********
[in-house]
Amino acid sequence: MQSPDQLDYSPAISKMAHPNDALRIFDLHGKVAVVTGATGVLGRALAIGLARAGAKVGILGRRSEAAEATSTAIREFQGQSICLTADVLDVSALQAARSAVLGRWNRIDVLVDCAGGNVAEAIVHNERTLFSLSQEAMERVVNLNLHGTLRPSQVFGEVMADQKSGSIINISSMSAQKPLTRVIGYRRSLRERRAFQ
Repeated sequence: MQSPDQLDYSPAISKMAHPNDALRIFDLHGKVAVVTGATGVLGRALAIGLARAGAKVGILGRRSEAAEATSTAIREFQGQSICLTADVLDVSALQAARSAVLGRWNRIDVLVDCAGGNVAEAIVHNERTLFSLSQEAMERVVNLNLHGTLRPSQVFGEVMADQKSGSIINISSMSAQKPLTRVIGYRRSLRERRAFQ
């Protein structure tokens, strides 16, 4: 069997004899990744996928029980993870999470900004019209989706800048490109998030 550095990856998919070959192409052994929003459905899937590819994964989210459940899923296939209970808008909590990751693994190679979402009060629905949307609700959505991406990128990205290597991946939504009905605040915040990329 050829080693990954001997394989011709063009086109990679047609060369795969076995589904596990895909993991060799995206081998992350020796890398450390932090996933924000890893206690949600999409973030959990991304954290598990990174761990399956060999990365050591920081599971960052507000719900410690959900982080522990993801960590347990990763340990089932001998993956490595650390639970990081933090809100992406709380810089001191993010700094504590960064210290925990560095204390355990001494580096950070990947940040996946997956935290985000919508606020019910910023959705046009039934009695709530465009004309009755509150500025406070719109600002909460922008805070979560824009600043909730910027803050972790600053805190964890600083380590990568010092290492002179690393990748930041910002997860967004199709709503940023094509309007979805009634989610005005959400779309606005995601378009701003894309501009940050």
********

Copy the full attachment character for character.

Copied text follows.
[in-house]
Amino acid sequence: MQSPDQLDYSPAISKMAHPNDALRIFDLHGKVAVVTGATGVLGRALAIGLARAGAKVGILGRRSEAAEATSTAIREFQGQSICLTADVLDVSALQAARSAVLGRWNRIDVLVDCAGGNVAEAIVHNERTLFSLSQEAMERVVNLNLHGTLRPSQVFGEVMADQKSGSIINISSMSAQKPLTRVIGYRRSLRERRAFQ
Repeated sequence: MQSPDQLDYSPAISKMAHPNDALRIFDLHGKVAVVTGATGVLGRALAIGLARAGAKVGILGRRSEAAEATSTAIREFQGQSICLTADVLDVSALQAARSAVLGRWNRIDVLVDCAGGNVAEAIVHNERTLFSLSQEAMERVVNLNLHGTLRPSQVFGEVMADQKSGSIINISSMSAQKPLTRVIGYRRSLRERRAFQ
């Protein structure tokens, strides 16, 4: 069997004899990744996928029980993870999470900004019209989706800048490109998030 550095990856998919070959192409052994929003459905899937590819994964989210459940899923296939209970808008909590990751693994190679979402009060629905949307609700959505991406990128990205290597991946939504009905605040915040990329 050829080693990954001997394989011709063009086109990679047609060369795969076995589904596990895909993991060799995206081998992350020796890398450390932090996933924000890893206690949600999409973030959990991304954290598990990174761990399956060999990365050591920081599971960052507000719900410690959900982080522990993801960590347990990763340990089932001998993956490595650390639970990081933090809100992406709380810089001191993010700094504590960064210290925990560095204390355990001494580096950070990947940040996946997956935290985000919508606020019910910023959705046009039934009695709530465009004309009755509150500025406070719109600002909460922008805070979560824009600043909730910027803050972790600053805190964890600083380590990568010092290492002179690393990748930041910002997860967004199709709503940023094509309007979805009634989610005005959400779309606005995601378009701003894309501009940050």